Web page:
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For the past nine months, experts from Walter Reed Army Medical Center (WRAMC) and National Naval Medical Center (NNMC) have been hard at work developing an intricate movement plan to transfer WRAMC inpatients to NNMC.

NNMC and WRAMC conducted an Inpatient Movement Rehearsal Exercise (MRX) early Sunday morning, designed to test all the aspects of the WRAMC-NNMC inpatient move plan which will take place at the end of August.

During the exercise, 18 simulated patients were transferred from WRAMC to NNMC via ambulance, aiming to test and evaluate every aspect of the plan which will eventually move anywhere between 75 to 150 inpatients.

"We planned this move right down to the very small details," said Col. Van Coots, Walter Reed Health Care System and WRAMC commander. "This really gave us the opportunity to really flesh out those details. We're a military organization and this is what military organizations do ... I always say this is not something no one has ever done before, certainly other hospitals have moved."

NNMC patient move director, Chris Gillette, explained the exercise actually started the Monday prior to the June 12 event, with WRAMC nurses meeting with NNMC nurses daily to understand the complexity and diagnosis of the Walter Reed patients and decide which ward would ultimately be their destination upon arrival.

Gillette explained the planners were looking at four distinct areas during the MRX: patient sending operations from WRAMC; receiving patients at NNMC; evaluating designated move routes to ensure safe and efficient transport; and looking at the wards as to how the nurses received those patients.

"We have no doubt we can move the patients, it's just really refining the process, ensuring everyone is aware," he said.

"I think this is the most monumental move in the history of the military health system," Coots added. "You are combining the flagship of Navy medicine and the flagship of Army medicine together, under the name of Walter Reed which is a brand name, a name known around the world and it stands for excellence in military medicine. So when you put this all together, I like to say you're creating the biggest and baddest military medical center in the world."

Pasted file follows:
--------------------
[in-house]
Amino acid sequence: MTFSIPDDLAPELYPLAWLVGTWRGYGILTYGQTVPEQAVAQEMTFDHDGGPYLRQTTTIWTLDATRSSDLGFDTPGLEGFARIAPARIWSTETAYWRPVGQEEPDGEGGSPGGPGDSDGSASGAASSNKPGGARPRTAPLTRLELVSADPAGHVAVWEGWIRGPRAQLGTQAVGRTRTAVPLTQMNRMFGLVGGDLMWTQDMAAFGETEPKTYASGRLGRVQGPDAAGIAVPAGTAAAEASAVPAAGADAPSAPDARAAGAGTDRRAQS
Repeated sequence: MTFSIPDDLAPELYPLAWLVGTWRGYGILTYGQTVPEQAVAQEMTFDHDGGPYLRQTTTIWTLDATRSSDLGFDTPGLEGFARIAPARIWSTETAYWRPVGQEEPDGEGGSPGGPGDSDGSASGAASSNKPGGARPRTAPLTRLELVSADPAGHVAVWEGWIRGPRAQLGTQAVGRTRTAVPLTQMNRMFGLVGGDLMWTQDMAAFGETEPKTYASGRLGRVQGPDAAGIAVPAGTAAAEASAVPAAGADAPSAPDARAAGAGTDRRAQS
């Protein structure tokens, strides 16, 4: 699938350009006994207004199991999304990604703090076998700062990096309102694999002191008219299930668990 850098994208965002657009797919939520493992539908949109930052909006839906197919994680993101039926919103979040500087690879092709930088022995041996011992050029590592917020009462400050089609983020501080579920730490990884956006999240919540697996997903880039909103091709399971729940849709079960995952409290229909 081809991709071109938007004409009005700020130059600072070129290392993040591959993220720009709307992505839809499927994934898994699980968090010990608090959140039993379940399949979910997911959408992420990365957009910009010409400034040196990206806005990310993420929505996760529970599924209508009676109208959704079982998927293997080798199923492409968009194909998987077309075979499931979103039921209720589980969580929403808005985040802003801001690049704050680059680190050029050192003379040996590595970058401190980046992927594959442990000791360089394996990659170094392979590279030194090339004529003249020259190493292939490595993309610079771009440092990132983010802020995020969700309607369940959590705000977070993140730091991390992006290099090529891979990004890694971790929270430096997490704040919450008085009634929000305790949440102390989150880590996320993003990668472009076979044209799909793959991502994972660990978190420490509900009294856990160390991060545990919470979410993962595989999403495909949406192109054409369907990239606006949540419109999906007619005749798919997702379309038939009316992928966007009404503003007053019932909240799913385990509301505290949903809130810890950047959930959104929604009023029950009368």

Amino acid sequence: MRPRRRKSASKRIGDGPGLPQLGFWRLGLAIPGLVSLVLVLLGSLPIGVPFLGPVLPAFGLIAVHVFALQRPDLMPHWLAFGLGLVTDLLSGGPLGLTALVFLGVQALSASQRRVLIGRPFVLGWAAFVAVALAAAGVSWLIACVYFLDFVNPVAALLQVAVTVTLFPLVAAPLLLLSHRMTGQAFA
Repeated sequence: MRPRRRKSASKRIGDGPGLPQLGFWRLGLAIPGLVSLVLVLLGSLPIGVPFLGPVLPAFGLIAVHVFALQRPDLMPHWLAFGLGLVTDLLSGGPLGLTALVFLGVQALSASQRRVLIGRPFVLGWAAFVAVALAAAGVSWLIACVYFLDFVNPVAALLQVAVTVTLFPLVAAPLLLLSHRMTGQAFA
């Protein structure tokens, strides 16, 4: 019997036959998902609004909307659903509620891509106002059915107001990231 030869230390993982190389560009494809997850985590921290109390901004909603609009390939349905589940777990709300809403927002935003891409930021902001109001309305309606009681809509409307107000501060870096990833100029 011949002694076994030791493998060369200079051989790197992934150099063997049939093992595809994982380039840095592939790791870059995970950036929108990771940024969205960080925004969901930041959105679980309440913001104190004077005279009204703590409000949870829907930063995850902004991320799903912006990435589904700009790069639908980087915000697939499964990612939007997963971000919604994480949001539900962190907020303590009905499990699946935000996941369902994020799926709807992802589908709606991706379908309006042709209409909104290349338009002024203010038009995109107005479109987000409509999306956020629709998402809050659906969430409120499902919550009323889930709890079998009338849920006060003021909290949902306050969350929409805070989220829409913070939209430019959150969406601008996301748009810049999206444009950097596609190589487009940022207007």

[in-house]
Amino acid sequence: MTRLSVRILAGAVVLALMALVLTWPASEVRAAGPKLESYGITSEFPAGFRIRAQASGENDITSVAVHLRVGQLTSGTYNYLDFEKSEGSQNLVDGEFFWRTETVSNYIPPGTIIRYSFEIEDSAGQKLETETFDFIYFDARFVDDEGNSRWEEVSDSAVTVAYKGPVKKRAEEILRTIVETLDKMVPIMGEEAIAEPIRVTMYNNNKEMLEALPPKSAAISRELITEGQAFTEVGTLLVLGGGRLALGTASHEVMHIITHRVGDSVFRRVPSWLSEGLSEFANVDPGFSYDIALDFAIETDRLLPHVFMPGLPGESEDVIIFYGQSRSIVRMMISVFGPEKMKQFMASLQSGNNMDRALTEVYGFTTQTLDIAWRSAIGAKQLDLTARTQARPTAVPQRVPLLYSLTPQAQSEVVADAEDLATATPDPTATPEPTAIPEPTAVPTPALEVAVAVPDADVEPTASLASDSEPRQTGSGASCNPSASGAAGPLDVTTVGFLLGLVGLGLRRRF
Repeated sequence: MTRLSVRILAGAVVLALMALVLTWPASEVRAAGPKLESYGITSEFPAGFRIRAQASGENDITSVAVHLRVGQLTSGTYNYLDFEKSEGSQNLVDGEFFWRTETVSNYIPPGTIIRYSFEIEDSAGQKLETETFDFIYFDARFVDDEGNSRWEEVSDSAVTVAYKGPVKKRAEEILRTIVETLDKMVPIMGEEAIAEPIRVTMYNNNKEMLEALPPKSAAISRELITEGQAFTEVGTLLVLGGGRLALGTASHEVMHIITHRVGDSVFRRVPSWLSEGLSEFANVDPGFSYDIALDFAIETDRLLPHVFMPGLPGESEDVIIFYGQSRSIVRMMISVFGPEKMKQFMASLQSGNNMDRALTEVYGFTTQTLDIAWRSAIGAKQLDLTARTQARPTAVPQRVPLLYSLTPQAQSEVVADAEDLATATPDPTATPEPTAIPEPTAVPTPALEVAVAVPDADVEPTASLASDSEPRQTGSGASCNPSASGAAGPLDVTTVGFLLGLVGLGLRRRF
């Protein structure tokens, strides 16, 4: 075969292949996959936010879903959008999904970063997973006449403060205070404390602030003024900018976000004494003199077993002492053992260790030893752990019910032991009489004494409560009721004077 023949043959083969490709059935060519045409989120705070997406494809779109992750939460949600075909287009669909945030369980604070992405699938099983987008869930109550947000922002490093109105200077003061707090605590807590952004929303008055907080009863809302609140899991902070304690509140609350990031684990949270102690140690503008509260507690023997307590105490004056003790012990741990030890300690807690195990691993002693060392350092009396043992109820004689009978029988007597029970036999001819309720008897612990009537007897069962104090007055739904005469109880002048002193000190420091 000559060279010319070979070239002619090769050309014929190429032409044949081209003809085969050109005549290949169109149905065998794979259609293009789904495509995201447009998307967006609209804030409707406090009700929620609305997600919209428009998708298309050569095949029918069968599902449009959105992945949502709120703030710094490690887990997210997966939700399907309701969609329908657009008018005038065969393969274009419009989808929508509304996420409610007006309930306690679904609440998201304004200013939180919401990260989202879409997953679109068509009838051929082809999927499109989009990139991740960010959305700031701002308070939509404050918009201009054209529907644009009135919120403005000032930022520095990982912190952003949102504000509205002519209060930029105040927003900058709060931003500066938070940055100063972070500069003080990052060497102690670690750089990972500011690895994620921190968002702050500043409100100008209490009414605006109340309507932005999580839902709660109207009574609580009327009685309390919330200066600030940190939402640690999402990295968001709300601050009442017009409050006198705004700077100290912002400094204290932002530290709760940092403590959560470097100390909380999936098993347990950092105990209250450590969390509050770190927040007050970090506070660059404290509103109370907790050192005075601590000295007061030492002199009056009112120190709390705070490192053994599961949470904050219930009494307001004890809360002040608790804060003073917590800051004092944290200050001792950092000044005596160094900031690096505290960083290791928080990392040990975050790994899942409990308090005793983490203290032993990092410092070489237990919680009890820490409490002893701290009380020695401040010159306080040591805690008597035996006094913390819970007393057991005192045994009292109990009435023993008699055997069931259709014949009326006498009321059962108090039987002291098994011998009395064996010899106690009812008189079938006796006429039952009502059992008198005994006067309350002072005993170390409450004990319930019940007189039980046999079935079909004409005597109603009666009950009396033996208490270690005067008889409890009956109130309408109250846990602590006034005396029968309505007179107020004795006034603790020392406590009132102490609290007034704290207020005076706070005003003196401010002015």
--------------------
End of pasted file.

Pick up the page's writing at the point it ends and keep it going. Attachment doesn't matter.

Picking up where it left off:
The entire move of staff will begin in August and will take the entire month, culminating with the inpatient move, explained Capt. David Bitonti, chief of staff for Integration and Transition, NNMC.

Although the MRX began at 4 a.m., the actual inpatient move day is set to start at 2 a.m. in a "very well-scripted plan" that also will officially close WRAMC. Coots will give a statement and prayer over the loudspeakers to the entire organization signaling the start of the patient transports. Well over 500 people will be involved in the move not including the health care providers already at NNMC along with county and District assets.

"We have different clinical and administrative processes we are trying to synchronize and align, so this is a huge team effort, [including] not only Walter Reed Army Medical Center, but Joint Task Force-National Capital Region, Naval Support Activity-Bethesda, and county and District police officers," Gillette said.

Three routes were identified for moving the patients with the shortest being 5.4 miles, or an estimated 10 to 15-minute ride.

"We're testing all three routes. They're all good routes," Gillette said.

A transport team will meet with each inpatient ahead of time so they know where they will be going based on the level of acuity they have relative to their illness. They will be staged accordingly and have the proper monitoring while being loaded onto ambulances outside of WRAMC's second floor lobby, Bitonti explained. The ambulance will then transport the patient from WRAMC to one of two staging areas at NNMC based on the condition of the patient.

"As they enter, they will be greeted, they will be logged into the hospital as a new inpatient and then they will be transported to the ward which will be their ultimate home," Bitonti said.

The ambulance will then be prepped and readied for another pick-up at WRAMC.

"At the end of the day there will be a final ceremony [at WRAMC], we will bring down the colors and Walter Reed will officially cease to be a hospital," Coots said. "That will be the first day of the Walter Reed National Military Medical Center."

He went on to explain that two-thirds of the 5,000 staffers he currently leads will make the move to Bethesda with the rest heading to Ft. Belvoir Community Hospital in Virginia.

"We took a good look across the board to make sure we have the right staff for the right clinical operations," he said.

"It's a very exciting time not only for military medicine, but medicine in general," Bitonti said. "The undertaking we have here, culminating at the end of August, is going to give the most deserving patients the best world-class care that they could possibly receive. We're very much looking forward to it and excited about the opportunity."